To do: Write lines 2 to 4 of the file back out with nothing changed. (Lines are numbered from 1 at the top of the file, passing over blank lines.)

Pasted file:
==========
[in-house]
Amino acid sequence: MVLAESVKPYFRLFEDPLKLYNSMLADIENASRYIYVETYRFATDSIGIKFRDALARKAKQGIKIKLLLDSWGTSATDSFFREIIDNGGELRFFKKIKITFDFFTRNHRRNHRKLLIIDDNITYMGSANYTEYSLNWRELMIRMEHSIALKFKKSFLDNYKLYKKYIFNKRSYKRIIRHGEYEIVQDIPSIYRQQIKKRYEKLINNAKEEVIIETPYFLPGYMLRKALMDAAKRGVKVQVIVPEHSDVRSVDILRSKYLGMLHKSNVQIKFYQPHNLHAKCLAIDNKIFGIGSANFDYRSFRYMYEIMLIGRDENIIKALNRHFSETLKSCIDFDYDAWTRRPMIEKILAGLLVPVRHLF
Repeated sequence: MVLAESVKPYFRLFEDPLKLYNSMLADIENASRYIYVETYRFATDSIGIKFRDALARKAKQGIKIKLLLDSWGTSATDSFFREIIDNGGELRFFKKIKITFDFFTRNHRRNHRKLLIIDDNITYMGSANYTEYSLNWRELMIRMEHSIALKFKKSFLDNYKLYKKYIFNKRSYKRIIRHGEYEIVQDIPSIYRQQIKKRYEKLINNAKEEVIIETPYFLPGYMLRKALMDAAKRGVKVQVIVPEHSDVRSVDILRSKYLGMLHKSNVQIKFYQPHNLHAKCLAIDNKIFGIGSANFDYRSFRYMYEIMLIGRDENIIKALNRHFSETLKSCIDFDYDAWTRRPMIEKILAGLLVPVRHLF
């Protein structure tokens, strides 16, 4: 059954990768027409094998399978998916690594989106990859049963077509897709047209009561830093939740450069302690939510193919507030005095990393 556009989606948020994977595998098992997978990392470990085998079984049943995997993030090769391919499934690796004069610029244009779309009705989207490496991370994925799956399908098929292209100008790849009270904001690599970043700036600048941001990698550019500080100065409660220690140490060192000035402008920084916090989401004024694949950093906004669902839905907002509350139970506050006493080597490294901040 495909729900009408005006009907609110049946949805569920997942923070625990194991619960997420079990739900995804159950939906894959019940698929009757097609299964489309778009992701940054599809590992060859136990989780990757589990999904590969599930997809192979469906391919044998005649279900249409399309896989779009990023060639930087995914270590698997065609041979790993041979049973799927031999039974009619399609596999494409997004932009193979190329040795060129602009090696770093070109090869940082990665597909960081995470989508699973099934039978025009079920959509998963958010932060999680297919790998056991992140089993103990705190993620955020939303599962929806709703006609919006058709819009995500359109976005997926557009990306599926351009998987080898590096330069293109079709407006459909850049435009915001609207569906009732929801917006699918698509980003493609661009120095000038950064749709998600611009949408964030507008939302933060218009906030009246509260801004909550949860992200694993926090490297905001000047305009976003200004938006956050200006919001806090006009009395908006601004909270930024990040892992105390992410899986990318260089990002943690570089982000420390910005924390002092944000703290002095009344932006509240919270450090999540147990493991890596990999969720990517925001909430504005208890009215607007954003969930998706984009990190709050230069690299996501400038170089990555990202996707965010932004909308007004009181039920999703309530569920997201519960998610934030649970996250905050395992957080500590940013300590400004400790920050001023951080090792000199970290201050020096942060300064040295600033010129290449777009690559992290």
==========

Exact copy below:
Amino acid sequence: MVLAESVKPYFRLFEDPLKLYNSMLADIENASRYIYVETYRFATDSIGIKFRDALARKAKQGIKIKLLLDSWGTSATDSFFREIIDNGGELRFFKKIKITFDFFTRNHRRNHRKLLIIDDNITYMGSANYTEYSLNWRELMIRMEHSIALKFKKSFLDNYKLYKKYIFNKRSYKRIIRHGEYEIVQDIPSIYRQQIKKRYEKLINNAKEEVIIETPYFLPGYMLRKALMDAAKRGVKVQVIVPEHSDVRSVDILRSKYLGMLHKSNVQIKFYQPHNLHAKCLAIDNKIFGIGSANFDYRSFRYMYEIMLIGRDENIIKALNRHFSETLKSCIDFDYDAWTRRPMIEKILAGLLVPVRHLF
Repeated sequence: MVLAESVKPYFRLFEDPLKLYNSMLADIENASRYIYVETYRFATDSIGIKFRDALARKAKQGIKIKLLLDSWGTSATDSFFREIIDNGGELRFFKKIKITFDFFTRNHRRNHRKLLIIDDNITYMGSANYTEYSLNWRELMIRMEHSIALKFKKSFLDNYKLYKKYIFNKRSYKRIIRHGEYEIVQDIPSIYRQQIKKRYEKLINNAKEEVIIETPYFLPGYMLRKALMDAAKRGVKVQVIVPEHSDVRSVDILRSKYLGMLHKSNVQIKFYQPHNLHAKCLAIDNKIFGIGSANFDYRSFRYMYEIMLIGRDENIIKALNRHFSETLKSCIDFDYDAWTRRPMIEKILAGLLVPVRHLF
């Protein structure tokens, strides 16, 4: 059954990768027409094998399978998916690594989106990859049963077509897709047209009561830093939740450069302690939510193919507030005095990393 556009989606948020994977595998098992997978990392470990085998079984049943995997993030090769391919499934690796004069610029244009779309009705989207490496991370994925799956399908098929292209100008790849009270904001690599970043700036600048941001990698550019500080100065409660220690140490060192000035402008920084916090989401004024694949950093906004669902839905907002509350139970506050006493080597490294901040 495909729900009408005006009907609110049946949805569920997942923070625990194991619960997420079990739900995804159950939906894959019940698929009757097609299964489309778009992701940054599809590992060859136990989780990757589990999904590969599930997809192979469906391919044998005649279900249409399309896989779009990023060639930087995914270590698997065609041979790993041979049973799927031999039974009619399609596999494409997004932009193979190329040795060129602009090696770093070109090869940082990665597909960081995470989508699973099934039978025009079920959509998963958010932060999680297919790998056991992140089993103990705190993620955020939303599962929806709703006609919006058709819009995500359109976005997926557009990306599926351009998987080898590096330069293109079709407006459909850049435009915001609207569906009732929801917006699918698509980003493609661009120095000038950064749709998600611009949408964030507008939302933060218009906030009246509260801004909550949860992200694993926090490297905001000047305009976003200004938006956050200006919001806090006009009395908006601004909270930024990040892992105390992410899986990318260089990002943690570089982000420390910005924390002092944000703290002095009344932006509240919270450090999540147990493991890596990999969720990517925001909430504005208890009215607007954003969930998706984009990190709050230069690299996501400038170089990555990202996707965010932004909308007004009181039920999703309530569920997201519960998610934030649970996250905050395992957080500590940013300590400004400790920050001023951080090792000199970290201050020096942060300064040295600033010129290449777009690559992290």